We climbed the Northwest Couloir and descended the South/Red Couloir of Crestone Peak from 9,800' on the road leading to the South Colony Lakes Trailhead. Although Ferenc is listed as a hiking partner, Aaron and I were with him only for the backpack in and approach to South Colony Lakes. After ascending the Northwest Couloir, he completed the traverse to the Crestone Needle and then tagged Brokenhand Peak for good measure too.
Our trip to Crestone Peak was thwarted early by two downed trees that blocked the South Colony Lake Road at 1.5 miles. After transferring all my gear to my expedition pack, we started towards the upper four-wheel-drive parking lot at approximately 8:00. The few miles to the upper trailhead, although unexpected, went quickly and we set up camp in the dark and prepared for the next morning. We planned on waking at 4:00 for an alpine start.
We started as scheduled, and the trail to Lower South Colony Lake was almost entirely snow covered. Once at the Humboldt Peak trail junction, we ascended the switchbacks to the saddle west of Humboldt Peak at 12,860'. At this point, we started hiking west and skirted Point 13290 on its south side. This portion of the hike proved to be more challenging than expected, and we definitely found ourselves in several sections of class 3 scrambling. The wind was rather strong which unfortunately drained my energy and hindered progress. Nevertheless, we finally reached the Bear's Playground and made the final approach to the base of the Northwest Couloir.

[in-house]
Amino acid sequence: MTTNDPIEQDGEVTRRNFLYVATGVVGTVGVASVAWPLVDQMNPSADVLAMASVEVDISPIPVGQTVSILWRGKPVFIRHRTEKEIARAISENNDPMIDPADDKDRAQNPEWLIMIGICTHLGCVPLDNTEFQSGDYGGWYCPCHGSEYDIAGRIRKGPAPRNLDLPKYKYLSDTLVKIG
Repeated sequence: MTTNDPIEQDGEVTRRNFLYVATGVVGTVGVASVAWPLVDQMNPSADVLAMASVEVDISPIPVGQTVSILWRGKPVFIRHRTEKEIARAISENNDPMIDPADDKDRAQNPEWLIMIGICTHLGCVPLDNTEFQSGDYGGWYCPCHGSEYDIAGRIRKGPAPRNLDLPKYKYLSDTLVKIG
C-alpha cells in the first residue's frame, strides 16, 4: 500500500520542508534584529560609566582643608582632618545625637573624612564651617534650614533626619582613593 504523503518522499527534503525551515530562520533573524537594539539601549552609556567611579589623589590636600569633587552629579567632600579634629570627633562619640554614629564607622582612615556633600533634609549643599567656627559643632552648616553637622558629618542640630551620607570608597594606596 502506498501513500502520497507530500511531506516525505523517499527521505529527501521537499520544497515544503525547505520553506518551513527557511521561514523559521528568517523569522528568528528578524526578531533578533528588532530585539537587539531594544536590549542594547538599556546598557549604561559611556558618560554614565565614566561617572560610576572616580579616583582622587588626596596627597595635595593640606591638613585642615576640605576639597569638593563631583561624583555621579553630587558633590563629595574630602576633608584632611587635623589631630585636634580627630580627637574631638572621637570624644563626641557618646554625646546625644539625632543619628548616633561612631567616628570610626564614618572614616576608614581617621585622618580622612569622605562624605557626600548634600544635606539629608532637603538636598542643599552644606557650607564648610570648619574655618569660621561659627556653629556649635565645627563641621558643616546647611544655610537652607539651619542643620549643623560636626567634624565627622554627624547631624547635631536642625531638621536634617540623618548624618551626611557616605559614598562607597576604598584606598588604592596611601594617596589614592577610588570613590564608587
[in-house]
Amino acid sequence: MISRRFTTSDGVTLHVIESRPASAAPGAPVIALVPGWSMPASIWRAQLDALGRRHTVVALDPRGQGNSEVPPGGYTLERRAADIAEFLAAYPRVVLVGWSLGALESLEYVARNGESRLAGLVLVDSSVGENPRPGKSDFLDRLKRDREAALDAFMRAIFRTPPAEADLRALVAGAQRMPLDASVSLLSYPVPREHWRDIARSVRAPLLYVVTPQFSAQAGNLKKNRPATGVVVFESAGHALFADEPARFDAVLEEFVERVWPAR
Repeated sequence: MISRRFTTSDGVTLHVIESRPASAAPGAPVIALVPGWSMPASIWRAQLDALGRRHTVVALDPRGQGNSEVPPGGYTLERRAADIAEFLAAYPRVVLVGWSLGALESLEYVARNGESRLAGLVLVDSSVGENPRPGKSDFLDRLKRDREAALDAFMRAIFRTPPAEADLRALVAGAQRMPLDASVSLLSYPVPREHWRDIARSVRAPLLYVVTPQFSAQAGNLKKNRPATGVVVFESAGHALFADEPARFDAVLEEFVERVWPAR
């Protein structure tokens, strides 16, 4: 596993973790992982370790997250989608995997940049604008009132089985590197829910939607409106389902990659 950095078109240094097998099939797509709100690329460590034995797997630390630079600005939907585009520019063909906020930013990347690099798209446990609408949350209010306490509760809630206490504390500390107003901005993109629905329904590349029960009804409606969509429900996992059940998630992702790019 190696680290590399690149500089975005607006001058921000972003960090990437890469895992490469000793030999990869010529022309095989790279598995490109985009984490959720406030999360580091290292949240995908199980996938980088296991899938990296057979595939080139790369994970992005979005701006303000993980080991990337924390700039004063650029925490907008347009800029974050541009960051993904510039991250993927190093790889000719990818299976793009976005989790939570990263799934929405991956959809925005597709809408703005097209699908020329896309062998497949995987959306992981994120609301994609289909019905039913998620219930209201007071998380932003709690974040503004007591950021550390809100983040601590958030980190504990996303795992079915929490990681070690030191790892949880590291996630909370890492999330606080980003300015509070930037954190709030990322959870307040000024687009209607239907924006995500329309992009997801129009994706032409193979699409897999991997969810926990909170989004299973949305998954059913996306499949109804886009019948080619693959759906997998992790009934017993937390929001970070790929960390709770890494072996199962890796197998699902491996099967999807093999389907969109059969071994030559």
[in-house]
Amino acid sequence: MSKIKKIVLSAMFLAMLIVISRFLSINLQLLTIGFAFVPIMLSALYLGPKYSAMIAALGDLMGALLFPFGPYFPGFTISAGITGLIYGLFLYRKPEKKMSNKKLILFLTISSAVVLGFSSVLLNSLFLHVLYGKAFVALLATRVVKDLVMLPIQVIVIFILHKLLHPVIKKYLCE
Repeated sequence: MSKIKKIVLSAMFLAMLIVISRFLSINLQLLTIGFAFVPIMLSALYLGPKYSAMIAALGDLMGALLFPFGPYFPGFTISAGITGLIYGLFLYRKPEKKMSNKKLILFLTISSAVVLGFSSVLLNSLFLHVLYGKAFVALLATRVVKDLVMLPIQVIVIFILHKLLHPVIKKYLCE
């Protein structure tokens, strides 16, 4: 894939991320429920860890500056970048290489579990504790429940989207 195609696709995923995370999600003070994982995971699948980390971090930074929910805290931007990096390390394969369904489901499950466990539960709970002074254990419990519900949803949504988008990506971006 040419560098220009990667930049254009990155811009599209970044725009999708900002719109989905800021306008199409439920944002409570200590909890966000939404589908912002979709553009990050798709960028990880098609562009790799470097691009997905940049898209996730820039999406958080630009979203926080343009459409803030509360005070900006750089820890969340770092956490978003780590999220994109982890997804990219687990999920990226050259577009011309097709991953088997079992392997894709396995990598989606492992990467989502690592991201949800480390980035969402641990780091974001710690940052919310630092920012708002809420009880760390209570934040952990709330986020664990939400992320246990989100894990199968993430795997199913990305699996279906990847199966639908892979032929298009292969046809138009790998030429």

I previewed the coulior from Saguache, Colorado, the previous day and it appeared as though it contained continuous snow. Sadly, this wasn't the case and the couloir was melted out for approximately 150' near the base and again about two thirds of the way up for 200'. Nevertheless, we had a pleasant climb in the snow and worked our way through the rock when encountered. The initial rock wasn't too bothersome, and the first extended section of snow was great climbing. The larger section of rock in the middle was a bit more tricky and both Aaron and I felt there were a couple of class four moves to contend with. After this rock, the snow was finally continuous to the notch at 14,180'. The final section was an exciting ascent as the snow narrowed down to a very narrow and steep chimney.
When we reached the notch, Teresa Gergen and Kirk Mallory were there to greet us. We said hello as they started their descent down the Red/South Couloir. Aaron and I scrambled to the top of Crestone Peak. Surprisingly, we ran into Mark and Sarah Richardson with whom I had just climbed the Y Couloir on Pikes Peak. We visited a while, and then they were off to complete the traverse with Ferenc. After our summit photos, we went back to the notch and I quickly scrambled up to the East Summit of Crestone Peak.
Although less steep than the Northwest Couloir, the descent down the Red/South Couloir was relatively challenging based on snow conditions and our fatigue. We glissaded when we felt comfortable, and soon found ourselves at the base of the couloir looking up at a 700' climb to Brokenhand Pass. There is a trail, so it was tolerable for the most part. The northeast side of Brokenhand Pass still contained a lot of snow, so we plunge-stepped and glissaded. The hike back to the four-wheel-drive trailhead seemed much longer that the approach. It ended up being a 10 hour day for us.